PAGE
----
While sleeping in the hotel sounded like a good idea, it wasn’t ideal. Oh, yes, the shower for everyone was totally worth it, but it was very warm in the room. Keep in mind, they don’t have air conditioning in most of the UK, so it got a bit toasty. We could have opened the sliding glass door to let in some air, but we didn’t want any visitors since we were on the first floor. We had a nice breakfast and headed out.
We went back over the Chirk Aqueduct, and through the Chirk tunnel again, then stopped to have our black water tank pumped out at the marina. That took longer than expected, but we were soon back on the canal headed toward Llangollen. It really wasn’t that far to the Pontcysyllte Aqueduct, maybe only a couple of hours. But, the landscape started getting hilly and it was nice to see. If you think about it is pretty amazing that this canal managed to be built through all these hills without many locks at all.
The Pontcysyllte Aqueduct itself is an amazing engineering feat. It was built in 1805 by Thomas Telford. It’s 124 feet high and 1007 feet long. Steel and stone. They maintain it by blocking up either end and pulling the plug in the middle to drain it. You can watch the video of that here. They run tours across eight times a day and we had to wait for the tour boat to turn around in before we could cross the aqueduct.
Once we got to the other side, we had to make a 45 degree turn into the very narrow canal to get to Llangollen. Lots of backing and turning and backing and turning, but we made it without too much difficulty. I really don’t know how they manage the traffic on this part of the canal, because it was one boat wide for quite a ways before it opened up.
We stopped for lunch and found a cute restaurant that caters to dogs. They even have a dog menu! We continued on after lunch and reached a point where we were told to send runners ahead to look for boats. It was only one boat wide, but they had turn outs that would allow for passing. We did run into one boat coming the opposite way, but they pulled into the turnout and waved as we went by.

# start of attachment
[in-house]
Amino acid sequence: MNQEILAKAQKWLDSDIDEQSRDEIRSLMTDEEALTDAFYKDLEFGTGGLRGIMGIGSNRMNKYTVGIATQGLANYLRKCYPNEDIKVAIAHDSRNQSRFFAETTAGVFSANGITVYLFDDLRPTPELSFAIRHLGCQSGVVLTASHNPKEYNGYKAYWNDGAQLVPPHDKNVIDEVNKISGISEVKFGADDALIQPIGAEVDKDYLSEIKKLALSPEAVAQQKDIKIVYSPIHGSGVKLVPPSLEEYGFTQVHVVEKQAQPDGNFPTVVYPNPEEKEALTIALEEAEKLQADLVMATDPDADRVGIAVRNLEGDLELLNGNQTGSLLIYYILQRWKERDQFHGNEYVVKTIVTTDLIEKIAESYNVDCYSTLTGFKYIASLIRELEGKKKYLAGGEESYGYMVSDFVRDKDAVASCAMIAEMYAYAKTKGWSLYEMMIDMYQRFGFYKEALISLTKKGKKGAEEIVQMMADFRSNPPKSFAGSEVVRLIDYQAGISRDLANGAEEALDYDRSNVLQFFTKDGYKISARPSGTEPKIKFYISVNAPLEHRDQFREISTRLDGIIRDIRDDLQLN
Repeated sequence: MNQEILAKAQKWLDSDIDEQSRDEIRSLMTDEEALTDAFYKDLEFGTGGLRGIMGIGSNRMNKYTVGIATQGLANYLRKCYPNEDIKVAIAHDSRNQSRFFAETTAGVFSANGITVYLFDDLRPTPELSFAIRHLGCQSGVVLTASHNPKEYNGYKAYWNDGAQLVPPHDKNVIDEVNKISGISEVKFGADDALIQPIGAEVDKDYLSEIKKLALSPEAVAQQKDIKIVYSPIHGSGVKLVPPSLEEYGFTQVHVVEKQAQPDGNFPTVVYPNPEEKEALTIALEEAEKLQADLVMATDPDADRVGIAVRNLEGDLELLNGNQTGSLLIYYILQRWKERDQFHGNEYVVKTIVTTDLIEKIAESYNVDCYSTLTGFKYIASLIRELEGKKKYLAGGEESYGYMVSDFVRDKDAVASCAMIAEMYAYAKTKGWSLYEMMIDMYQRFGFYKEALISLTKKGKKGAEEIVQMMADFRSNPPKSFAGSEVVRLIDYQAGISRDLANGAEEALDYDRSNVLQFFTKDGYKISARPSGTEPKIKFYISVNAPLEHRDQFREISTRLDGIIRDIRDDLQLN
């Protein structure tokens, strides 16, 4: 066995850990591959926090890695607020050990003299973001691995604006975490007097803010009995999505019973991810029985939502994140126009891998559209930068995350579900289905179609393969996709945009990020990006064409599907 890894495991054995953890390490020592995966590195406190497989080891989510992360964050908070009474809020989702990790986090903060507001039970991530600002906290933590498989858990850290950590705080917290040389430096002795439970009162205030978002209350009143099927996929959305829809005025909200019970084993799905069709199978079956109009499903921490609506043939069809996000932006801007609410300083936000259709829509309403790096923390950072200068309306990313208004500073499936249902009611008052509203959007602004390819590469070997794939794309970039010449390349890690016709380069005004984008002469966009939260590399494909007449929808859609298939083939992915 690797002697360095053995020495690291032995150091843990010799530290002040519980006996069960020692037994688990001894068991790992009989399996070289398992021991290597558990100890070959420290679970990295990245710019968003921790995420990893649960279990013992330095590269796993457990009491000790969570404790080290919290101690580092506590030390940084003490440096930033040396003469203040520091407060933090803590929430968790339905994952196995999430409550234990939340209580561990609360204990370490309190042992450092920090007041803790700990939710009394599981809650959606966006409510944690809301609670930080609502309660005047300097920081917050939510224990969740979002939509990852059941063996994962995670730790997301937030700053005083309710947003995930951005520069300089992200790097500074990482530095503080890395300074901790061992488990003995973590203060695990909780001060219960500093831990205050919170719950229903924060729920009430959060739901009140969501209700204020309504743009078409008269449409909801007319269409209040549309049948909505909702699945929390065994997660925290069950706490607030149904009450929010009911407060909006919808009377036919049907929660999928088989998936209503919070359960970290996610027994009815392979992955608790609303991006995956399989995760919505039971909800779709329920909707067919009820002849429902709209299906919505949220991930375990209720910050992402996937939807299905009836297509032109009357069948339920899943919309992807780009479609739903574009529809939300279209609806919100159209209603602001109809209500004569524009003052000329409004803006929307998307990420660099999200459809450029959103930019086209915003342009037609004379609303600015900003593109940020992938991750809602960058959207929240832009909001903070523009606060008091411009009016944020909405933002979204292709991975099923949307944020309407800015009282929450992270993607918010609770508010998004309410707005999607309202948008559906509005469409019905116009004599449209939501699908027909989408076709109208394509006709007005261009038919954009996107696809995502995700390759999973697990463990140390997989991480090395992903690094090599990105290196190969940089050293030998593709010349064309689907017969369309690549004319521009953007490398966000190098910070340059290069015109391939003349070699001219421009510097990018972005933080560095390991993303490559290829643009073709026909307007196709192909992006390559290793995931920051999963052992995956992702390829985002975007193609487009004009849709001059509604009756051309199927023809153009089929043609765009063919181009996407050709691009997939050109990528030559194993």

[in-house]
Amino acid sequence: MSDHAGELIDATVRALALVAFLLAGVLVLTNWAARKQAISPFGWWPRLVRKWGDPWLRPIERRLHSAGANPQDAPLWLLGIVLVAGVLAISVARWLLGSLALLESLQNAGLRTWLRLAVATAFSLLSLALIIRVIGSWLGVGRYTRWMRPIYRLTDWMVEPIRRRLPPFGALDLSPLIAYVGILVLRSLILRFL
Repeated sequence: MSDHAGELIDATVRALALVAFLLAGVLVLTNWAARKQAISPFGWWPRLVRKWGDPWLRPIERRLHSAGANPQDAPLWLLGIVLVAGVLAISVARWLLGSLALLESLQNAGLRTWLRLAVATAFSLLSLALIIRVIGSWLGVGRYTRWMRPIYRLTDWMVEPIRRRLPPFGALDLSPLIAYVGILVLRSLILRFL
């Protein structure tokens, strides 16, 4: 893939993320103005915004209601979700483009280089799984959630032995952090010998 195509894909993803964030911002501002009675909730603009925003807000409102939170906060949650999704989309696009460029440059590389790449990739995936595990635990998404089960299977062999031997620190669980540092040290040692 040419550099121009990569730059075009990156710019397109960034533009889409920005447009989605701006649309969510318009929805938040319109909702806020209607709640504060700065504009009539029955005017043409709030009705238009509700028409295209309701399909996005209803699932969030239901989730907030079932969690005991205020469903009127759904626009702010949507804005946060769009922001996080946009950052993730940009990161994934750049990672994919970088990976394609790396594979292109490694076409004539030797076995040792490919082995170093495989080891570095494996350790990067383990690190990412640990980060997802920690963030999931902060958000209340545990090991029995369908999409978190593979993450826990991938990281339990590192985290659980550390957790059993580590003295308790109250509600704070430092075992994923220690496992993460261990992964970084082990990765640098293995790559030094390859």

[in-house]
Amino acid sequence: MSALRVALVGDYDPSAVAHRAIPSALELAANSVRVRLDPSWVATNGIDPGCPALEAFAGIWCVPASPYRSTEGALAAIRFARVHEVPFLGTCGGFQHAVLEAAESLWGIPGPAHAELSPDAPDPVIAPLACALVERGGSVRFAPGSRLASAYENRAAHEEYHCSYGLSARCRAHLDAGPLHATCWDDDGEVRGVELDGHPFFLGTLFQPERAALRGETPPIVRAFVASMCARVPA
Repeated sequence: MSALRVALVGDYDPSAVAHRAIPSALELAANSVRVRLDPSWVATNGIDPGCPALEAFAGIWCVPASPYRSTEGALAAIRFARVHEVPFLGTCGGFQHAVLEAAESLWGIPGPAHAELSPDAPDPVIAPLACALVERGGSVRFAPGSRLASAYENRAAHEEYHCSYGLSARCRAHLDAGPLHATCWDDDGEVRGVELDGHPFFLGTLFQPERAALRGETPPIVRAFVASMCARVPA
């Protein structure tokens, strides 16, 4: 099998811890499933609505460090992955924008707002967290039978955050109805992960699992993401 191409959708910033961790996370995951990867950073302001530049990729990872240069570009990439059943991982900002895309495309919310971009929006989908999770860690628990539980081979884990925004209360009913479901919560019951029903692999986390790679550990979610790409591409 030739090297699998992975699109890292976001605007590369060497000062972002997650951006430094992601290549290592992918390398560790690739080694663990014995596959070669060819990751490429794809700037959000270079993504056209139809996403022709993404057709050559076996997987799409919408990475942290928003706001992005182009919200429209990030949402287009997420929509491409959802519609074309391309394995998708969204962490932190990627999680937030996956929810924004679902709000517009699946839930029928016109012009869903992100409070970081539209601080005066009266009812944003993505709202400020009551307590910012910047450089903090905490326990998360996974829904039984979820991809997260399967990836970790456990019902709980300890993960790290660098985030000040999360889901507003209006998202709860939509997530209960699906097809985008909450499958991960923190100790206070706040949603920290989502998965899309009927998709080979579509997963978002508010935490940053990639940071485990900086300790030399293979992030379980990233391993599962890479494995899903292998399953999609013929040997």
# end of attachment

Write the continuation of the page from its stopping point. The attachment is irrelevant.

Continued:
We arrived into Llangollen and decided to spend two nights at the marina since it was only £6 a night. We could have plugged in the electricity on the boat, if we had that capability, but we didn’t. And they had hookups for water as well. I think you can only stay for a couple of nights anyway. Aimee did a great job parking the boat and we headed out to Llangollen to eat and see the sights.
Llangollen is a cute little town with a river running thru it. There is a tchotchke shop with a really long name. It mean “the little card shop next to the bridge by the river” which is a pretty accurate description. We ate at the restaurant next to the bridge by the river that used to be the gristmill. 😉
We were looking for things to do, and we found a couple. There is a train station where you can take a tour up to the next town and wander around. That was on the next day’s agenda, along with the hike to the horseshoe falls that feed the canal, and ruins at the top of the hill overlooking Llangollen. Today, we ate, and headed back to the boat to have a nightcap and take advantage of full bars on our phones. Phone calls were made and emails were answered. And, we chatted with the neighbors. Very nice bunch of people we keep running into.
1 thought on “Wales Narrowboat Journey – Day 6”
Am enjoying this journey very much. Love the pictures as well as the narrative. Thank you for allowing me to see what you gals saw. .
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